Egyptian army foils attempt to attack a Coptic church in Rafah near the border with Gaza as the minority Christian community begins celebrating its Christmas.
Egypt foils attack on Coptic church
CAIRO // The Egyptian army foiled an attempt yesterday to attack a Coptic church in Rafah near the border with Gaza as the minority Christian community began celebrating its Christmas.
Egypt's Coptic minority celebrated yesterday its first Christmas under Islamist rule and amid a climate of fear and uncertainty for their future, although president Mohammed Morsi has pledged to be the "president of all Egyptians".
"Army units foiled an attack against the Rafah church at 1am and seized a car packed with explosives and weapons near the church," the official news agency, Mena, reported.
Another car carrying masked men sped away as the patrols seized the Toyota vehicle, which was packed with explosives.
In September, residents and officials reported that several Coptic families from Rafah had fled from the Sinai peninsula town after receiving death threats from Islamists.
Egyptian security sources suggested, meanwhile, that the planned attack could have been aimed at a military camp under construction near the church which has been targeted in the past by Islamist militants.
They said the church has been lying abandoned for the past two years after it was torched in the aftermath of the uprising that toppled the regime of the former president, Hosni Mubarak, in February 2011.
It was not immediately clear who was behind the planned attack but one security source said the perpetrators were "probably radical Islamists whom security forces have been tracking for months".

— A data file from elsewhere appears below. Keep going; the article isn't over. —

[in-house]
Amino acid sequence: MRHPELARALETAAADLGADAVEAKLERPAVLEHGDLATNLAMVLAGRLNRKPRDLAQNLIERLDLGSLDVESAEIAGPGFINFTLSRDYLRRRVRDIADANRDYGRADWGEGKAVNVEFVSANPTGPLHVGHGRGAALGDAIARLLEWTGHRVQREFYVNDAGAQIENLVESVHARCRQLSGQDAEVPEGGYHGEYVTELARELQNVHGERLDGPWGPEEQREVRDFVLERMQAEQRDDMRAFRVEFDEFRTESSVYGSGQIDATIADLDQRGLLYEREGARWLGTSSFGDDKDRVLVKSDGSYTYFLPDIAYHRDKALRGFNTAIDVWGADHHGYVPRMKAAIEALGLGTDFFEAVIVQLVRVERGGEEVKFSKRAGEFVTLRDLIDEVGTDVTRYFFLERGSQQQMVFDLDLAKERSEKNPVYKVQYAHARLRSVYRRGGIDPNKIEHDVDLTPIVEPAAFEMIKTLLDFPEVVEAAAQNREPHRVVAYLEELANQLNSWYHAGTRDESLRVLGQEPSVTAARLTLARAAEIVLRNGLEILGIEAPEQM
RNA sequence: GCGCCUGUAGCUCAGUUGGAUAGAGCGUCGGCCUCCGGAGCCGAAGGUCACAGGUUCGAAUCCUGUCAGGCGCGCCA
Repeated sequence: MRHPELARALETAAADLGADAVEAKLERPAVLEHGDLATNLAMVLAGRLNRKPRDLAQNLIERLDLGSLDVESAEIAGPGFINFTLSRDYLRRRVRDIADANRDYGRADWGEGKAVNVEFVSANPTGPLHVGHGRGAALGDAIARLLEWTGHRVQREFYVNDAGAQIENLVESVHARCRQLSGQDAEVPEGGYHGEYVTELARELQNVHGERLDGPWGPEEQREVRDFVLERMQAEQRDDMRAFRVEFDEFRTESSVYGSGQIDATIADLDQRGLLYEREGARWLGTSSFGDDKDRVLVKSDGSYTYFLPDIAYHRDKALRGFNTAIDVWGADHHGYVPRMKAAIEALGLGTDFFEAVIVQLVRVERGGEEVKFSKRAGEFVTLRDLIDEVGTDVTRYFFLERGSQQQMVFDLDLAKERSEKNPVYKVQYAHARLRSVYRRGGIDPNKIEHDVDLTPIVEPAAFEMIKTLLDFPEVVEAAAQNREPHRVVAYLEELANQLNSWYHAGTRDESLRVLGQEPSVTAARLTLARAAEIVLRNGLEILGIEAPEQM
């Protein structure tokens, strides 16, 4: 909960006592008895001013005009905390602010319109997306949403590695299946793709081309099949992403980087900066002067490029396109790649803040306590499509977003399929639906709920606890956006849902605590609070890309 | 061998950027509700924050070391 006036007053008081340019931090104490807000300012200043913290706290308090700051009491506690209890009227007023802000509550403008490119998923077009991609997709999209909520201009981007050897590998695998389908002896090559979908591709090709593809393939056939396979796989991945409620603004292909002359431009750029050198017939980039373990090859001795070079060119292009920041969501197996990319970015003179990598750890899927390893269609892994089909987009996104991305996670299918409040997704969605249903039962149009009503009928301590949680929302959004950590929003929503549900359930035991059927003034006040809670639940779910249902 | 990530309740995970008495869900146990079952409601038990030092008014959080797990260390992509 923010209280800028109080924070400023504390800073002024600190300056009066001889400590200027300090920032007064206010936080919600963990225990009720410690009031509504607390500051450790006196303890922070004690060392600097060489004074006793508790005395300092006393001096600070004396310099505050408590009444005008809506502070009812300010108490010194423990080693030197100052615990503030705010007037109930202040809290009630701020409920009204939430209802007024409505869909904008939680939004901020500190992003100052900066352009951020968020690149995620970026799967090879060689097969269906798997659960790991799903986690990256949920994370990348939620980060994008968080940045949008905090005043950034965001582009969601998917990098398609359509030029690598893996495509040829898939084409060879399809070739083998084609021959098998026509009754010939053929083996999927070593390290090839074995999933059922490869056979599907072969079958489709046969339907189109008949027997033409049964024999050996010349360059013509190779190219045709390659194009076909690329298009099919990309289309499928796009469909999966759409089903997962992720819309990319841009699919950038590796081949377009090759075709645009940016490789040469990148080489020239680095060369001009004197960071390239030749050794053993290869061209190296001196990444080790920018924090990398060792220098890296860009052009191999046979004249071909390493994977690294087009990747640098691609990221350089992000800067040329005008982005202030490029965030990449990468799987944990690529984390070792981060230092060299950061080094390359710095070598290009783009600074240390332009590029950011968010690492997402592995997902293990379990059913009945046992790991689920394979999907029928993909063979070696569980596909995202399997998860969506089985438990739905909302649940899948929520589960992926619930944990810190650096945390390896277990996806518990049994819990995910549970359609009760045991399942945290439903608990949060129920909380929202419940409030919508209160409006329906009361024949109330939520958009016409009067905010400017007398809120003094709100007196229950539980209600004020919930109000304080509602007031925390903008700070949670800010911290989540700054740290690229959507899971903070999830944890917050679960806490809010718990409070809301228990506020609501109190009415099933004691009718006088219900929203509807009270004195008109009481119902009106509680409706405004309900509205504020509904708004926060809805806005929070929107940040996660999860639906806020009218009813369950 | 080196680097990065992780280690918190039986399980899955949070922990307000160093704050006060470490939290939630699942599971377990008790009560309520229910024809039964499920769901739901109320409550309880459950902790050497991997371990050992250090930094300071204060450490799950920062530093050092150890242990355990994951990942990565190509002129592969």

Mr Morsi, a former member of the Muslim Brotherhood who still remains close to the group, visited the Sinai peninsula in October to meet and reassure Coptic families, telling them that "your security is our security".
Egypt's Copts, who make up six to 10 per cent of the country's population of 83 million, had regularly complained of discrimination and marginalisation and had also been the target of numerous sectarian attacks.
One of the worst incidents of violence occurred on January 1, 2011, when 23 people were killed in an attack on a Coptic church in Alexandria.
Sinai, a scarcely-populated peninsula home to lucrative tourist resorts in the south and shadowy Islamist militants in the north, is a major transit point for arms smuggling to Gaza which is ruled by the Islamist Hamas group.
Security in the desert and mountainous region collapsed after the uprising that toppled Mubarak.
Since his downfall, several militant attacks have targeted police and soldiers, including a brazen August 5 ambush on an army outpost that killed 16 soldiers.
The military launched a wide-ranging campaign after that attack to flush out militants, but drive-by shootings have continued.
And on Friday security officials announced the seizure in Sinai of United States-made anti-tank and surface-to-air missiles destined for Gaza, where militants have said they would acquire more weapons to use against Israel.